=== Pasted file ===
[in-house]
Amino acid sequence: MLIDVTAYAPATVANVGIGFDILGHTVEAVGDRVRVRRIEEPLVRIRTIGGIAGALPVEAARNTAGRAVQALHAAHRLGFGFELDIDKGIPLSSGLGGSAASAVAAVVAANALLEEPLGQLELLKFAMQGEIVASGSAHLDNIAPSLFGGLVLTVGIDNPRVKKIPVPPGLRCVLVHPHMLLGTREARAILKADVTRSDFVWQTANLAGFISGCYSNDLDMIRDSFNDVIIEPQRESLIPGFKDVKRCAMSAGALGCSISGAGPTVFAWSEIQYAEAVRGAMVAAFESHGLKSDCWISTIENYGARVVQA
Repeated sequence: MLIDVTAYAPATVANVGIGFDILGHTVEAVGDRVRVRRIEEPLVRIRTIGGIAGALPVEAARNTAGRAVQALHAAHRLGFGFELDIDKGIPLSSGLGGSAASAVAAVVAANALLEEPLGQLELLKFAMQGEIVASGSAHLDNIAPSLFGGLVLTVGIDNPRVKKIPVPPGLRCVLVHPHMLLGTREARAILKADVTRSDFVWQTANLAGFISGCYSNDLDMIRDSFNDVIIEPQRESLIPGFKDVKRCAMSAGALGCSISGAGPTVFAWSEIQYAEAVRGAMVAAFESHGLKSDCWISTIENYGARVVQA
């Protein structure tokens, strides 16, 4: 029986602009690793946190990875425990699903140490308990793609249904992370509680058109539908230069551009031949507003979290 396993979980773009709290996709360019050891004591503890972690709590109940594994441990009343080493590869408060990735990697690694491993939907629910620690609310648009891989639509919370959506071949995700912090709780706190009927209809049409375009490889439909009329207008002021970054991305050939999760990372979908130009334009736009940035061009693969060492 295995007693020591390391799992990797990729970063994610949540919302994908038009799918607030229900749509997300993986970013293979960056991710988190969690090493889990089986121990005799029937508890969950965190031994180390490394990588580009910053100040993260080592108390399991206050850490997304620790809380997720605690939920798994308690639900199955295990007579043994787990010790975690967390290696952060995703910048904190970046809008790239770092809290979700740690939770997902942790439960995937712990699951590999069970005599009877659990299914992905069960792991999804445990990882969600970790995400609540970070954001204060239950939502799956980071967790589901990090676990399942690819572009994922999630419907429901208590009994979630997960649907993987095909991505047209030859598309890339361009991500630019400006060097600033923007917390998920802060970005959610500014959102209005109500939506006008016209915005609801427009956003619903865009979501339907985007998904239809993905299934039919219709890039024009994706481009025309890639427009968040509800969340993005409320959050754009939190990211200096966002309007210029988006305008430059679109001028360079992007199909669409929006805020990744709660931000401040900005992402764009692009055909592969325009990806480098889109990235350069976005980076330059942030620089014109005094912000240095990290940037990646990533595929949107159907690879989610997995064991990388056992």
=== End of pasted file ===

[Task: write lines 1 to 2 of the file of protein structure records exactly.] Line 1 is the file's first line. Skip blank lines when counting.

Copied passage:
[in-house]
Amino acid sequence: MLIDVTAYAPATVANVGIGFDILGHTVEAVGDRVRVRRIEEPLVRIRTIGGIAGALPVEAARNTAGRAVQALHAAHRLGFGFELDIDKGIPLSSGLGGSAASAVAAVVAANALLEEPLGQLELLKFAMQGEIVASGSAHLDNIAPSLFGGLVLTVGIDNPRVKKIPVPPGLRCVLVHPHMLLGTREARAILKADVTRSDFVWQTANLAGFISGCYSNDLDMIRDSFNDVIIEPQRESLIPGFKDVKRCAMSAGALGCSISGAGPTVFAWSEIQYAEAVRGAMVAAFESHGLKSDCWISTIENYGARVVQA